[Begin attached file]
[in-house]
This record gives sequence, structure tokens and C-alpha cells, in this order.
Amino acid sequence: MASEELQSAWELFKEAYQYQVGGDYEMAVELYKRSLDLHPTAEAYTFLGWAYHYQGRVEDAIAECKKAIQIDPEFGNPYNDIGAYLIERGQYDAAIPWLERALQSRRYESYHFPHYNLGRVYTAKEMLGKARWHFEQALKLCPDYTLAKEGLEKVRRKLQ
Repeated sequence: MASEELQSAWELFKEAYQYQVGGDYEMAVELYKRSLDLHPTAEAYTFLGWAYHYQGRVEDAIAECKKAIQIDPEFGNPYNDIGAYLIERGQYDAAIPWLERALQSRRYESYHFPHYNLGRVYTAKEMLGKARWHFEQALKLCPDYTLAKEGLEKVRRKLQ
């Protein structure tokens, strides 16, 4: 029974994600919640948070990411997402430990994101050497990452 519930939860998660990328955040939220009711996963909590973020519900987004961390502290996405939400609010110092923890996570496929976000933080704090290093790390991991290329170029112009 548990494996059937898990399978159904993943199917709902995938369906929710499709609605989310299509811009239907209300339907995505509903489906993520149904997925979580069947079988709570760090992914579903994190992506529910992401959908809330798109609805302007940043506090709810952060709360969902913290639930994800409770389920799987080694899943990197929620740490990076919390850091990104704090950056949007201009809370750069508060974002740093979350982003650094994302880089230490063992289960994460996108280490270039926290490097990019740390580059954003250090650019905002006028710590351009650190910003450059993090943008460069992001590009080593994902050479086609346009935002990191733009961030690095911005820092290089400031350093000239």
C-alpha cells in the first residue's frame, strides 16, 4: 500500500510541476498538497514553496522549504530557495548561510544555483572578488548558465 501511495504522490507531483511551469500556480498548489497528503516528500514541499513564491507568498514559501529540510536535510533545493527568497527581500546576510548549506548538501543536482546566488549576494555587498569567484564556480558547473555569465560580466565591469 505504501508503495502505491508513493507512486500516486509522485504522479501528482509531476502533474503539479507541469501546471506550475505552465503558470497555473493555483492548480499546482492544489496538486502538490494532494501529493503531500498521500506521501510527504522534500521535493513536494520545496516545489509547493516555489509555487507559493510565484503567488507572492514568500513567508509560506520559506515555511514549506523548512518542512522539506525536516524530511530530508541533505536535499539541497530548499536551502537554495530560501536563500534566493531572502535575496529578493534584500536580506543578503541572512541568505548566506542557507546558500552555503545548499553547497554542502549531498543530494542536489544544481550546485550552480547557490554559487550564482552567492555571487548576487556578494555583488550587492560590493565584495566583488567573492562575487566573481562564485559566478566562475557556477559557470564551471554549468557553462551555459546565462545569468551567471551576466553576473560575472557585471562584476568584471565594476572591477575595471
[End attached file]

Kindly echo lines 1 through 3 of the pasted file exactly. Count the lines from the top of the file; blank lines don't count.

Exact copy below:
[in-house]
This record gives sequence, structure tokens and C-alpha cells, in this order.
Amino acid sequence: MASEELQSAWELFKEAYQYQVGGDYEMAVELYKRSLDLHPTAEAYTFLGWAYHYQGRVEDAIAECKKAIQIDPEFGNPYNDIGAYLIERGQYDAAIPWLERALQSRRYESYHFPHYNLGRVYTAKEMLGKARWHFEQALKLCPDYTLAKEGLEKVRRKLQ